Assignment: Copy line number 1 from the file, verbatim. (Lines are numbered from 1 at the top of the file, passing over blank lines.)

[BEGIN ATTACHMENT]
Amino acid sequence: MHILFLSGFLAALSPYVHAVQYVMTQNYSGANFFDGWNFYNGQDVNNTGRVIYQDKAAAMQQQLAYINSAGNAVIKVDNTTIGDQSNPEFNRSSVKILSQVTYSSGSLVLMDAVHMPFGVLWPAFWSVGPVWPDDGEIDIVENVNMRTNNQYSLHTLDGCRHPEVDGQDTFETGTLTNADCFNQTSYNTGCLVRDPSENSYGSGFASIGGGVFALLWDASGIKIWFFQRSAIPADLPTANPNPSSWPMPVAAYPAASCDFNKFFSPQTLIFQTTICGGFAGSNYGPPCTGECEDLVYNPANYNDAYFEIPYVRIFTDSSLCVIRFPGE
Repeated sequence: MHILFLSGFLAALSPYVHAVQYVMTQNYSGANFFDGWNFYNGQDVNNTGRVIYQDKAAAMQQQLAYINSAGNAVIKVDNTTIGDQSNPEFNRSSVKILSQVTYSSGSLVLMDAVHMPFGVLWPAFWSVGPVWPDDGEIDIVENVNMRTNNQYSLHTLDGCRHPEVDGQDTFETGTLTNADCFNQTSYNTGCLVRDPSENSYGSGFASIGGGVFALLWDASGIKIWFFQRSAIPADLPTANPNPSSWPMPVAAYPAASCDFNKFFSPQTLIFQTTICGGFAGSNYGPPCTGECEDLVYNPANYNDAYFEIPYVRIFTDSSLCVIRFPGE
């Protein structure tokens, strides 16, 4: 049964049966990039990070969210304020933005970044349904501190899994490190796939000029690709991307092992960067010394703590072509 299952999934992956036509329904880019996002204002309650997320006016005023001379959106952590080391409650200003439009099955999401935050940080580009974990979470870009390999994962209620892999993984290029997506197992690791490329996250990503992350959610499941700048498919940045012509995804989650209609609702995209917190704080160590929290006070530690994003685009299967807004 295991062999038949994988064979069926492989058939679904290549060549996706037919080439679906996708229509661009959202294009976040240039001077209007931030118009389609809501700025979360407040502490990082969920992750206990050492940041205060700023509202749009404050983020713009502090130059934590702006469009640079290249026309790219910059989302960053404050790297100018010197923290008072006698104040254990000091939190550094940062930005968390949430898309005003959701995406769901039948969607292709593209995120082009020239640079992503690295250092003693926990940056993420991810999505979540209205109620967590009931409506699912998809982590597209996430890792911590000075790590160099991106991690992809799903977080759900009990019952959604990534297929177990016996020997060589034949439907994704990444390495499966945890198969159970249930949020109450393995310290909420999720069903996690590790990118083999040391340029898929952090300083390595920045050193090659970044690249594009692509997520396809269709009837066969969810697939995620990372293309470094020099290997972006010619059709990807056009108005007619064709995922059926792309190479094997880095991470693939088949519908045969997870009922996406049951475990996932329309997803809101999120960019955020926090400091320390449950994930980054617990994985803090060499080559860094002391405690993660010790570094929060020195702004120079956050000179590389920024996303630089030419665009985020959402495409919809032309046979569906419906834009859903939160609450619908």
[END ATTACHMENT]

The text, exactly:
Amino acid sequence: MHILFLSGFLAALSPYVHAVQYVMTQNYSGANFFDGWNFYNGQDVNNTGRVIYQDKAAAMQQQLAYINSAGNAVIKVDNTTIGDQSNPEFNRSSVKILSQVTYSSGSLVLMDAVHMPFGVLWPAFWSVGPVWPDDGEIDIVENVNMRTNNQYSLHTLDGCRHPEVDGQDTFETGTLTNADCFNQTSYNTGCLVRDPSENSYGSGFASIGGGVFALLWDASGIKIWFFQRSAIPADLPTANPNPSSWPMPVAAYPAASCDFNKFFSPQTLIFQTTICGGFAGSNYGPPCTGECEDLVYNPANYNDAYFEIPYVRIFTDSSLCVIRFPGE